The UK economy could receive a vital injection of liquidity if its large organisations adopted a supply chain finance (SCF) model, according to the Procurement Intelligence Unit (PIU). SCF is a buyer-led programme that enables suppliers to get paid earlier while buyers pay later, freeing up cash for both parties and stimulating growth in the economy,
In its report ‘Supply Chain Finance: The Anti-Crunch’, research found that 94% of the 115 chief procurement officers (CPOs) surveyed state that they are looking at ways to improve their company’s working capital. However, with many UK suppliers already close to breaking point, the traditional buyer tactic of increased payment terms is risky business. With financial institutions limiting their lending, many suppliers have folded as they have failed to secure bridging loans or competitive credit rates to bolster their own working capital.
The PIU urges organisations in the private and public sectors alike to embrace SCF as a way of improving liquidity within the economy and helping suppliers, a critical part of any organisation’s ecosystem, to survive the current downturn. The report claims that SCF reduces companies working capital by anywhere between 2.5% and 7.5% of annual spend, a figure supported by several existing case studies. This means that SCF executed just among the 115 global 500 companies surveyed by the PIU, many of which were British, would generate a collective improvement in working capital of at least £7.6bn.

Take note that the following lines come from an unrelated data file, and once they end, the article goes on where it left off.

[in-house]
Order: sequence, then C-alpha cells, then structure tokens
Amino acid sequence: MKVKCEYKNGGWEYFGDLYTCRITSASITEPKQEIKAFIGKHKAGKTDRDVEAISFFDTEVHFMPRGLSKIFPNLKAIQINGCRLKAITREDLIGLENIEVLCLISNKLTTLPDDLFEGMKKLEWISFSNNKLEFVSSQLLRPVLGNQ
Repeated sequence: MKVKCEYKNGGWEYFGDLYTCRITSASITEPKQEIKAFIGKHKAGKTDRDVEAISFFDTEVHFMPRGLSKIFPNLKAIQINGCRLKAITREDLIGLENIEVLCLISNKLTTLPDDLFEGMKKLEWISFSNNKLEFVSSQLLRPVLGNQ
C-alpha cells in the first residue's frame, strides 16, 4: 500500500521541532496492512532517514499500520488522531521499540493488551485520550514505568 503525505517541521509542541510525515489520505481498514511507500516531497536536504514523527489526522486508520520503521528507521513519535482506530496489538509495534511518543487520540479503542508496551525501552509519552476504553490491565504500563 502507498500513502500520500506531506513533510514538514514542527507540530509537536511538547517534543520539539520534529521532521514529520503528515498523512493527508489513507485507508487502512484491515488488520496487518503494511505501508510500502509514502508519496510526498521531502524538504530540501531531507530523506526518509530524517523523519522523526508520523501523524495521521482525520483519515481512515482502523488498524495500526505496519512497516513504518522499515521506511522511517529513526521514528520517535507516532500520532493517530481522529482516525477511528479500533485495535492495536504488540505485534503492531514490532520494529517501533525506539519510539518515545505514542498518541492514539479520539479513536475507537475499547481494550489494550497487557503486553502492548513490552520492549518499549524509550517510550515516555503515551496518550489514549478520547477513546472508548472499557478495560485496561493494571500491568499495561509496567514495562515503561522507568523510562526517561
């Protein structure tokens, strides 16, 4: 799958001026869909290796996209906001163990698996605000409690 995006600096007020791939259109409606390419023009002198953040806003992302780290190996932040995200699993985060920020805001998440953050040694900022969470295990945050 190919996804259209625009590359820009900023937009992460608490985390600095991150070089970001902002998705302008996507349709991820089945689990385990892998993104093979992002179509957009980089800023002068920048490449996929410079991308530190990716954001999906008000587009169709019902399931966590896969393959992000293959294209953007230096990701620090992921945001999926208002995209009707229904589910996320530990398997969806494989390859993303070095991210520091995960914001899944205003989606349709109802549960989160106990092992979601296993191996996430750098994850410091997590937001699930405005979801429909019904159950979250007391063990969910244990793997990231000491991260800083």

Mark Perera, CEO of the PIU, said: “Our in-depth analysis has found that those organisations embracing the SCF model have shored-up their supply chains, ensuring the increased availability of working capital for both themselves and their suppliers. Respected brands such as Sainsbury’s, Volvo, Syngenta, Nike and Royal KPN are excellent case studies for the effectiveness of SCF and consider it to be a source of competitive advantage. Our estimates show that even if only a proportion of the UK’s largest organisations implemented it, billions of pounds of working capital could be freed up, which would have an unprecedented impact on the economy.”
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